273011 Electron Optics of Self-Assembled Nanocomposite Metamaterials

Monday, October 29, 2012: 3:38 PM
310 (Convention Center )
D. Keith Roper, Chemical Engineering, University of Arkansas, Fayetteville, AR; Microelectronics/Photonics Graduate Program, University of Arkansas, Fayetteville, AR, Drew Dejarnette, Microelectronics/Photonics Graduate Program, University of Arkansas, Gyoung-Gug Jang, Ralph E. Martin Department of Chemical Engineering, University of Arkansas, Fayetteville, AR, Aaron G. Russell, Department of Chemical Engineering, University of Akansas, Fayetteville, AR, Phillip Blake, Department of Chemical Engineering, University of Arkansas, Fayetteville, AR and Keith Berry, Chemical Engineering, University of Arkansas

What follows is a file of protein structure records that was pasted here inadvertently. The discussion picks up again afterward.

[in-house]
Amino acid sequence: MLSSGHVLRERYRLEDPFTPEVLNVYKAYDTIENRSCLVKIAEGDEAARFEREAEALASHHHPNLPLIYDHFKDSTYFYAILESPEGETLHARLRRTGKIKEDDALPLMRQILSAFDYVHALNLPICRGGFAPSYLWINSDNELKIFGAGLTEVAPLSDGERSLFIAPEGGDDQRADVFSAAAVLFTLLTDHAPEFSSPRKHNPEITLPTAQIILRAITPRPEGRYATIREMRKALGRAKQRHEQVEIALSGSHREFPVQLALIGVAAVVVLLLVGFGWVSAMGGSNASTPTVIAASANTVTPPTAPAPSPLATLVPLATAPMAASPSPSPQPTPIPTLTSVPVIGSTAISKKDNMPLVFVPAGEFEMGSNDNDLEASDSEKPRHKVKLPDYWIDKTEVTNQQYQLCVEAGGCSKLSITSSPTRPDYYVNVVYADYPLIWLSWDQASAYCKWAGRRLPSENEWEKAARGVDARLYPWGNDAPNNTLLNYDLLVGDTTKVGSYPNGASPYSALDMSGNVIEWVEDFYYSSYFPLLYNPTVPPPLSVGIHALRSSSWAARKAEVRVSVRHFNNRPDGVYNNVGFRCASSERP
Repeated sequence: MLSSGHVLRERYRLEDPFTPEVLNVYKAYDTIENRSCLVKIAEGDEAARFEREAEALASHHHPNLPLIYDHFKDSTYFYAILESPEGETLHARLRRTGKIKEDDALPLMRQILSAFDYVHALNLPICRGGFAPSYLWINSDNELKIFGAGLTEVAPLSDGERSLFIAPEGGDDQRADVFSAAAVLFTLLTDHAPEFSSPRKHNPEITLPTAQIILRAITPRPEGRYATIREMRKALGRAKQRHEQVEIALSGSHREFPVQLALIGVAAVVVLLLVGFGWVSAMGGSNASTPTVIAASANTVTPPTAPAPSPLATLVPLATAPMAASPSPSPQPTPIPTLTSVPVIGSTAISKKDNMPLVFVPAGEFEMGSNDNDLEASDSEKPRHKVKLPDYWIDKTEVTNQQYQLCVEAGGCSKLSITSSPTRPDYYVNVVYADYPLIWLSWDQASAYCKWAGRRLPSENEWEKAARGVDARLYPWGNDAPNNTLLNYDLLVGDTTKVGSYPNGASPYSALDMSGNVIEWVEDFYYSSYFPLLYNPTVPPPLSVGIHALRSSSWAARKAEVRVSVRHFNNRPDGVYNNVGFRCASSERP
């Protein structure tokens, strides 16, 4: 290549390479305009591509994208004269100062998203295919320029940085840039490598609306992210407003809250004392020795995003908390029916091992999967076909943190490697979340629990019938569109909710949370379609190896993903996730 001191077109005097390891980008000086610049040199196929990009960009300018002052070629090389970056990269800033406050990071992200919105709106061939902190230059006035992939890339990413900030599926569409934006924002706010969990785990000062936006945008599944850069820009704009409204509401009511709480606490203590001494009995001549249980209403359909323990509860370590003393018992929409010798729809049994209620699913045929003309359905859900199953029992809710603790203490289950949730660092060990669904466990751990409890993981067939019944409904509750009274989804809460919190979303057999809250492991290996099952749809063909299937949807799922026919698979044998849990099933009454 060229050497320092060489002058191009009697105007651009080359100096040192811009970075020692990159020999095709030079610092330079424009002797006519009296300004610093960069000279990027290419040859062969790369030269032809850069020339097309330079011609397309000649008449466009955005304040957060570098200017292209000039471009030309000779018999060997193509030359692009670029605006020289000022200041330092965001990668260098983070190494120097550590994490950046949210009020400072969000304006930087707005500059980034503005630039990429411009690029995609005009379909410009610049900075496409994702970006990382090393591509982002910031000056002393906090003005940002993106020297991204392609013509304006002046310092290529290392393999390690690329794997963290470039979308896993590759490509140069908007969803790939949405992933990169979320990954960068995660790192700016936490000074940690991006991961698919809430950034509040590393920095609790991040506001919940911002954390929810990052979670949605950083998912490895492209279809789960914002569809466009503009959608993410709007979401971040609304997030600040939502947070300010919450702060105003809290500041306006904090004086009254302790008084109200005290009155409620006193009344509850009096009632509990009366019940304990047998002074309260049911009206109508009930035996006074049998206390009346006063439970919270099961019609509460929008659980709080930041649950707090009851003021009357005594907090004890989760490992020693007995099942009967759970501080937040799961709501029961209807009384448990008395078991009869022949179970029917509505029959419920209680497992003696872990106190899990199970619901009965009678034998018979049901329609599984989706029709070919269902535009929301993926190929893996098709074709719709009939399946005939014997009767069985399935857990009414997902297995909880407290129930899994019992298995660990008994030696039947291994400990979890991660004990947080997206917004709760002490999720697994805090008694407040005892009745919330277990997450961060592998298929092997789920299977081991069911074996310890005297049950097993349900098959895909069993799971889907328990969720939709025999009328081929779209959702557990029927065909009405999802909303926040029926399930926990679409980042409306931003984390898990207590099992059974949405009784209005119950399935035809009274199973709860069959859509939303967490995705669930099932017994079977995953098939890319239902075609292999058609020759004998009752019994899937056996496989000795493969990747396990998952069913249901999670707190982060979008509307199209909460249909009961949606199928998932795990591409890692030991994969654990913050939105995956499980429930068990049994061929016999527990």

Actively enhanced opto-electronic coupling would fundamentally impact nanoscale systems for sustainable energy, synthetic biology, and biomedical theranostics.  Quantized photon-exciton coupling is the source of electron-hole pairs in semiconductor photovoltaics,induced charge transfer in ordered DNA chains, and distance-dependent Forster resonance energy transfer in spectroscopic molecular rulers.  Recent advances in our lab identify relative contributions of photon diffraction and quantized plasmon polarizabilities to extraordinary opto-electronic coupling in ordered metalloceramic nanocomposite metamaterials.  Metamaterials exhibit tunable electromagnetic functionality -- from simple iridescence in butterfly wings to radiofrequency cloaking -- due to coherent interference from multidimensional structuring of suitable condensed-matter composites.  Surface energy driven self-assembly of these metamaterials has been demonstrated in our lab by electroless nanosphere synthesis on nanolithographed anti-gecko lattices.  We showed that by modulating nanoscale photodynamic, hydraulic, and redox potentials, ionic precursors can be directed to nucleate into various nanostructured isoforms including spheres, island films, and clusters in ceramic and polymeric substrates. Energy dissipation from metamaterials via interaction with lattice phonons can induce predictable optoplasmonic profiles and phase changes in nanocomposites to drive microscale fractionation of 2nd generation biofuels.  Microspectroscopies (x-ray photoelectron; transmission UV; and Raman) and electron/optical microscopies are critical to evaluate such effects. These advances in modeling, fabrication, characterization, and systems integration are important milestones toward integrating electromagnetically active nanocomposite metamaterials for next-generation energy harvesting, molecular engineering, disease diagnosis, and personalized therapies.

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